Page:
FeLV & FIV Adoption
Have you ever heard of Feline Leukemia or Feline Aids?
FeLV and FIV are two different viruses that suppress a cat’s immune system. Though both viruses are contagious to other cats, they cannot be spread to other species, including dogs and humans. Cats with either virus can live normal, healthy lives when provided with quality care like a balanced diet and yearly wellness exam.
If you currently do not have any other cats or already have a cat with FeLV or FIV, you could be a perfect home for one of the cats in our FeLV/FIV adoption program. Because of the disease’s contagious nature, these cats must be kept indoors at all times. We may require a vet reference to ensure the match works for both you and the cat’s best interests.
We look forward to having an open conversation with an adopter that is interested in the program. If you think that adopting a cat with FeLV or FIV is the right fit for you, contact us to talk to a staff member today. We will help you determine if this program is right for you.
What do you need to know about adopting a FeLV or FIV cat?
All adopters interested in a cat with Feline Leukemia or Feline Aids will need to meet BHS’s adoption policies and procedures. Additionally, we ask adopters of cats with FeLV or FIV have no other cats in the home. If they do, they must have cats with the virus.
Unfortunately, a cat with FeLV and a cat with FIV cannot go home with each other, as they are two different viruses. We also require all cats with FeLV or FIV to be strictly indoor cats due to the disease’s contagious nature. Our adoption policies and fees can be found here.
Caring for a Cat with FeLV*
- Feed your cat a nutritionally balanced diet free of raw meat, eggs, and unpasteurized dairy products, which harbor bacteria and parasites that lead to infection.
- Provide a quiet place for your cat to rest indoors, away from other cats who could promote disease.
- Bring your cat to the vet every six months, at the very least, for a wellness checkup and blood tests.
- During the early stages of infection, a cat may not show any clinical signs, but they can still pass the virus to other cats.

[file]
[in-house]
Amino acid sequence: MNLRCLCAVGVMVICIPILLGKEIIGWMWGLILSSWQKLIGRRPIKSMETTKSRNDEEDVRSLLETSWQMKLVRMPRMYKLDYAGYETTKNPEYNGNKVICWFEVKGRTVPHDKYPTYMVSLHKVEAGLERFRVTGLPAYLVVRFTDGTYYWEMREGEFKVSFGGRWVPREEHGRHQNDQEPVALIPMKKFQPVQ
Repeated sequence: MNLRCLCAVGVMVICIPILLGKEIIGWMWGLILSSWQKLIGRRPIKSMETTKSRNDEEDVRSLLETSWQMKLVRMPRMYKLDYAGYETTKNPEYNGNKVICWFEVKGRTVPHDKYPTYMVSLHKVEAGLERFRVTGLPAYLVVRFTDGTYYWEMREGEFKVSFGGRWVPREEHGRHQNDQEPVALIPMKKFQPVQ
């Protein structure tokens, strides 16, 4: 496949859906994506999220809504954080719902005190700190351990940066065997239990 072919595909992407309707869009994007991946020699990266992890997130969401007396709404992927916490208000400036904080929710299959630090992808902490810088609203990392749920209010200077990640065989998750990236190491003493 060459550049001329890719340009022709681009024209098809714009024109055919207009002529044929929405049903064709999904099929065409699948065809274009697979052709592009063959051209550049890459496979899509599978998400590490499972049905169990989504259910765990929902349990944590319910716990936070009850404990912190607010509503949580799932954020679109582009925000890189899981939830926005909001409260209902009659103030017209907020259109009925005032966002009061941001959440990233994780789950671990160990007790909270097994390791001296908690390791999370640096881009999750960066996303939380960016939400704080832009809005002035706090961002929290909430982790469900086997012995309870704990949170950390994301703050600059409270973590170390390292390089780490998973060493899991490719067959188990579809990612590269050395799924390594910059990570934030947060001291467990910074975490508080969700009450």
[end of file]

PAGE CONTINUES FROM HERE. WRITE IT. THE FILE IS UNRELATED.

- It’s not advisable to introduce a new, uninfected cat into the household, even one who has been vaccinated against FeLV. Those living in close quarters with infected cats are most at risk for infection and should be tested for the virus. If negative, they should be housed separately.
- FeLV is contagious to other cats, but not humans or other species. Other cats in the house can acquire the virus from an infected cat. Though the virus doesn’t live long outside of the body and is easily inactivated with common disinfectants, it can be passed through mutual grooming, shared food, water, and common litter boxes.
- Sadly there is no cure for FeLV. It is estimated that less than 20% of clinically infected cats survive more than three years of active infection. In the case of those cats who develop cancer, chemotherapy can help prolong life, but treatment often focuses on providing the best quality of life.
*Taken from the ASPCA’s Website.
Caring for a cat with FIV*
- Keep your cat indoors. This will protect them from contact with disease-causing agents to which they may be susceptible. By bringing your cat indoors, you’re protecting uninfected cats in your community.
- Watch for changes, even seemingly minor, in your cat’s health and behavior. Immediately report any health concerns to your vet.
- Bring your cat to your vet at least twice per year for a wellness checkup, blood count, and urine analysis.
- Feed your cat nutritionally balanced food. No raw food diets, please. Bacteria and parasites in uncooked meat and eggs can be dangerous to immunocompromised pets.
- Be sure your cat is spayed or neutered.
- Sadly, there is no treatment for FIV. Cats can carry the virus for a long time before symptoms appear. Therefore, treatment focuses on extending the asymptomatic period or, if symptoms have set in, on easing secondary effects of the virus.
*Taken from the ASPCA’s website.